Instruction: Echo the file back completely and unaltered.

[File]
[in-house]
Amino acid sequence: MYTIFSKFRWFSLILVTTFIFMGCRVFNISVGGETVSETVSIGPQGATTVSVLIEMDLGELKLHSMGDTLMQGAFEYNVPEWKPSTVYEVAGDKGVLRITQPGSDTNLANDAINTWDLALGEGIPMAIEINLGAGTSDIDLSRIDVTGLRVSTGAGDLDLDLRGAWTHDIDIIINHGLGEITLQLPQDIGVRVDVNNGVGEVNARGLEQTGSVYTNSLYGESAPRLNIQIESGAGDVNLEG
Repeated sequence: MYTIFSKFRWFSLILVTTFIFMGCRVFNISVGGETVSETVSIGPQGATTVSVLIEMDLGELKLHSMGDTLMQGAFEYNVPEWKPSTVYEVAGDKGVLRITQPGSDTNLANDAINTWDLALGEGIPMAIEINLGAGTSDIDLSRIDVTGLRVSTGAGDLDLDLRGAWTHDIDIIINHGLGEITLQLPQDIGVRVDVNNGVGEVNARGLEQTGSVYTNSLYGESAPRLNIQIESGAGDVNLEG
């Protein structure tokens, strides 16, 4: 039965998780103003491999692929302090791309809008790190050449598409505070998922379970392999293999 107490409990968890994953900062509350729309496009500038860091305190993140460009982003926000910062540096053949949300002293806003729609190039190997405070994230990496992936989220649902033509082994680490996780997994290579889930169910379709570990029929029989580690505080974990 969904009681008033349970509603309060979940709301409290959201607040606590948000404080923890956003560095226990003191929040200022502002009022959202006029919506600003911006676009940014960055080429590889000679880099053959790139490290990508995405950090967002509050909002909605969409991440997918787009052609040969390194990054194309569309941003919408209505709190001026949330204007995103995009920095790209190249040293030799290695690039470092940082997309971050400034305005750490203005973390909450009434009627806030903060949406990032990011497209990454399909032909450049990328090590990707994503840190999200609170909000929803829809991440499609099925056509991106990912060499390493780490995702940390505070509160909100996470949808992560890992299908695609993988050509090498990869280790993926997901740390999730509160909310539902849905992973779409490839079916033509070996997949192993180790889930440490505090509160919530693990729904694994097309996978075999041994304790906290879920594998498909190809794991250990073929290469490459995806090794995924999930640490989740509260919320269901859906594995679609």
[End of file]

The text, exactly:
[in-house]
Amino acid sequence: MYTIFSKFRWFSLILVTTFIFMGCRVFNISVGGETVSETVSIGPQGATTVSVLIEMDLGELKLHSMGDTLMQGAFEYNVPEWKPSTVYEVAGDKGVLRITQPGSDTNLANDAINTWDLALGEGIPMAIEINLGAGTSDIDLSRIDVTGLRVSTGAGDLDLDLRGAWTHDIDIIINHGLGEITLQLPQDIGVRVDVNNGVGEVNARGLEQTGSVYTNSLYGESAPRLNIQIESGAGDVNLEG
Repeated sequence: MYTIFSKFRWFSLILVTTFIFMGCRVFNISVGGETVSETVSIGPQGATTVSVLIEMDLGELKLHSMGDTLMQGAFEYNVPEWKPSTVYEVAGDKGVLRITQPGSDTNLANDAINTWDLALGEGIPMAIEINLGAGTSDIDLSRIDVTGLRVSTGAGDLDLDLRGAWTHDIDIIINHGLGEITLQLPQDIGVRVDVNNGVGEVNARGLEQTGSVYTNSLYGESAPRLNIQIESGAGDVNLEG
């Protein structure tokens, strides 16, 4: 039965998780103003491999692929302090791309809008790190050449598409505070998922379970392999293999 107490409990968890994953900062509350729309496009500038860091305190993140460009982003926000910062540096053949949300002293806003729609190039190997405070994230990496992936989220649902033509082994680490996780997994290579889930169910379709570990029929029989580690505080974990 969904009681008033349970509603309060979940709301409290959201607040606590948000404080923890956003560095226990003191929040200022502002009022959202006029919506600003911006676009940014960055080429590889000679880099053959790139490290990508995405950090967002509050909002909605969409991440997918787009052609040969390194990054194309569309941003919408209505709190001026949330204007995103995009920095790209190249040293030799290695690039470092940082997309971050400034305005750490203005973390909450009434009627806030903060949406990032990011497209990454399909032909450049990328090590990707994503840190999200609170909000929803829809991440499609099925056509991106990912060499390493780490995702940390505070509160909100996470949808992560890992299908695609993988050509090498990869280790993926997901740390999730509160909310539902849905992973779409490839079916033509070996997949192993180790889930440490505090509160919530693990729904694994097309996978075999041994304790906290879920594998498909190809794991250990073929290469490459995806090794995924999930640490989740509260919320269901859906594995679609």